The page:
- Alan R. Thrasher
- , revised by June L.F. Lam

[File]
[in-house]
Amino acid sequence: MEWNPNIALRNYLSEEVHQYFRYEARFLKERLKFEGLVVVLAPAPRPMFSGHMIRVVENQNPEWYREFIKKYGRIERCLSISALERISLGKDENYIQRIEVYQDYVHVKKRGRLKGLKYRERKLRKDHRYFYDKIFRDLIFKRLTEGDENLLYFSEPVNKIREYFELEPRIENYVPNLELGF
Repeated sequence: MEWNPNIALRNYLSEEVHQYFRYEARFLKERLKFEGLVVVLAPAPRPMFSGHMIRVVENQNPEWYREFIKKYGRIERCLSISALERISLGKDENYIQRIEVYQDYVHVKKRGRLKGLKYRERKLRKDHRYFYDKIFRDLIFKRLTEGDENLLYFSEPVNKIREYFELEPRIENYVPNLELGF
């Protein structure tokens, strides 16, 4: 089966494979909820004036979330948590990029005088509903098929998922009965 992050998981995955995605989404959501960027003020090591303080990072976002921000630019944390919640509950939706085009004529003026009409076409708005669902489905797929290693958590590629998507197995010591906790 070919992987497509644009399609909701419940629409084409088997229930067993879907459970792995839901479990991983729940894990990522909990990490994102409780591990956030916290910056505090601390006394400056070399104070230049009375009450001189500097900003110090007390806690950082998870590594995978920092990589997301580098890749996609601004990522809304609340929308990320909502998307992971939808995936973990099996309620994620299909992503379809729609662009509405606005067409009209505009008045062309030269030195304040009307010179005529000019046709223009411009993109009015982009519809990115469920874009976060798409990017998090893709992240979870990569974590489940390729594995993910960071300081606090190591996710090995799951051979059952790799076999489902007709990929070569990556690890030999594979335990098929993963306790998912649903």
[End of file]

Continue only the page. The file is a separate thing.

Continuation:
Mouth bow of the aboriginal peoples of Taiwan, notably high mountain dwellers such as the Bunun, Tsao, Tsou, Paiwan, and Rukai, and plains peoples such as the Ami and Puyuma. The Chinese name gongqin is a generic term for the mouth bow; local names include fusili (Ami) and latok (Bunun). Its name, shape, and structure differ regionally but basically it has a curved bamboo stave. Among the Ami, the curve is hook shaped (with a sharp curve at the top of the instrument), whereas among the Tsao it is nearly a half circle. The bow is generally about 45 to 65 cm long and is traditionally strung with wax-coated hemp, vine, or other natural fibre. The Bunun, however, have used a steel string since the 19th century. Various methods are used to secure appropriate string tension. For certain bows, a short length of slotted bamboo is slid between the bow and string at the top end and used to vary the tension by its position. On other bows, the top end is forked in order to hold a bridge, which can be a piece of corn husk or charcoal wedged between string and stave. The Tsou and Ami uniquely add a short loop of string at the lower end between the string and the stave to tighten and define the string’s vibrating length. The upper end of the bow is held to the player’s mouth, which acts as a resonator, and overtones are produced by varying the mouth cavity’s capacity and shape with the tongue; the lower end of the bow is held by the left hand, and the string is plucked by the right hand. The fundamental pitch can be changed by varying either the string’s tension or its vibrating length using the index, middle, and ring fingers of the left hand. The ...